Purchasing Managers – Buy a vast array of durable and nondurable goods or services for companies and institutions.

International Relations – In general, one will work for the government or in universities specializing in:

  • Researching and advising on international policy
  • Promoting national industries to foreign partners
  • Immigration
  • Consular affairs

Recent graduates work for companies such as:

Best Buy, ICBC, CIBT Education Group Inc., Gloria English School, International Care Ministries, Opera Mediaworks, Seaspan, TD Bank, Toyota Inc.

For detailed information on the required courses in this concentration, consult the SFU Calendar.

Learn how to enhance this concentration.

Management Information Systems (MIS) applies our understanding of business processes and business strategy to creating value from digital technologies. MIS focuses on understanding how digital technologies can make organizations more agile, effective, and efficient, can disrupt traditional industries, and create positive societal change. You’ll learn to manage project teams, to design and build systems to support business processes and use digitized information for decision-making. This is an excellent concentration if you are interested in business analysis, managing change through projects, and software system implementation. MIS is also a good complement and catalyst to other concentrations.

Career Outcomes

Students who successfully complete the Management Information Systems concentration are prepared to help people interact, use and capitalize on technology and information in a way that makes them more productive.

Common Career Paths

Systems Support – Support either employees or clients to use technology within any business.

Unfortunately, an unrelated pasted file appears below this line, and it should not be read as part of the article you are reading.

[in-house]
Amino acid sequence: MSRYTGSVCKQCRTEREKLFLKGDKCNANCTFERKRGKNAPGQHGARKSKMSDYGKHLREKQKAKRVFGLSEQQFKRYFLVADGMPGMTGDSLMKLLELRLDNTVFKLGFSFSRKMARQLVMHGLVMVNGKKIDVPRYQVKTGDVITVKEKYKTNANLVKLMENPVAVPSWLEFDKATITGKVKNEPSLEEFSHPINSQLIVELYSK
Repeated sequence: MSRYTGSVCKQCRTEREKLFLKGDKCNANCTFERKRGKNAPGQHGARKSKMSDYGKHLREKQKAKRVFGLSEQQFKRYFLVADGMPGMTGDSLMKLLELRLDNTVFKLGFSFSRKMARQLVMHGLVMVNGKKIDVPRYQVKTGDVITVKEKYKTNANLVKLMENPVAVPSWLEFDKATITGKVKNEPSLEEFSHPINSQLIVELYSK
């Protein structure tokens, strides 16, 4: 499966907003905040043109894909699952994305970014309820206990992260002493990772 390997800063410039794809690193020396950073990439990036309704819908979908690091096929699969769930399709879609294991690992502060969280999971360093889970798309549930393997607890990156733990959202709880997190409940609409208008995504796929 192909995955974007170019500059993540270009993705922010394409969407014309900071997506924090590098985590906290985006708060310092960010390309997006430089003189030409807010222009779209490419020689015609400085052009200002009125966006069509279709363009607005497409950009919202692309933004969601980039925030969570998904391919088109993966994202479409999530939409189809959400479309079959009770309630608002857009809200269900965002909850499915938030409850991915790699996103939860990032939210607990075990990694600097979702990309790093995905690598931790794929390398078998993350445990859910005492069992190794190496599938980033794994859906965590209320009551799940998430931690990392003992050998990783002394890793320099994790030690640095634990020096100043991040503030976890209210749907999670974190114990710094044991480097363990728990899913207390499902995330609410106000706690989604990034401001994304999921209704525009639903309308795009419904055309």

Product Quality Assurance - Support the process of new product development by:

  • Testing the product to ensure ease of use
  • Identifying system bugs
  • Writing technical product manuals
  • Assessing the technical needs of potential products

Business Systems Analyst - Analyze business needs and recommend information systems or software to meet those needs by serving as a bridge between technical and business people in organizations.

Project Management - Manage the process and implementation of:

  • Systems development
  • Maintenance
  • Implementation of major applications

Recent graduates work for companies such as:

Deloitte, Fraser Health, HootSuite Media Inc., iQMetrix, Microsoft, SAP, Paysavvy, TELUS, Vancity Credit, Vision Critical, WorkSafe BC.

For detailed information on the required courses in this concentration, consult the SFU Calendar.

Learn how to enhance this concentration.

The study of marketing encourages you to become an agile problem solver. Marketers are in the middle – they present the face of the company to its customers and, in turn, bring the voice of the customer into the organization.

Career Outcomes

Students who successfully complete the Marketing concentration are prepared to communicating the value of a product or service through analysis of the market, building relationships with customers, establishing strong brands, and developing marketing strategies and plans.

Common Career Paths

Advertising - Work with clients on all aspects of marketing - strategy from concept to execution.

Brand Management – Involves many facets such as:

  • Assuming responsibility for a brand or brand family
  • Focusing on drawing out the essence of a brand
  • Mapping out the competitive landscape
  • Identifying market opportunities
  • Communicating product benefits

Market Research – Requires information gathering in order to make recommendations about the market for the product and the effectiveness of a campaign.

Promotion and Sales – Create Programs that unite advertising to purchase incentives such as special discounts, samples, and gifts with purchase and rebates.

Recent graduates work for companies such as:

Best Buy, Cossette, Creating Value Inc., Deloitte, G&F Financial, Johnson & Johnson, KPMG, lululemon athletica, PepsiCo, Procter & Gamble, Promosapien, Rethink, SAP, Strutta, TELUS, iData Research

For detailed information on the required courses in this concentration, consult the SFU Calendar.

Learn how to enhance this concentration.

Operations Management focuses on the use of quantitative methods in solving management problems. Students encounter a wide variety of quantitative models, study how these methods are formulated and solved, and learn how they are used to help managers attack real problems.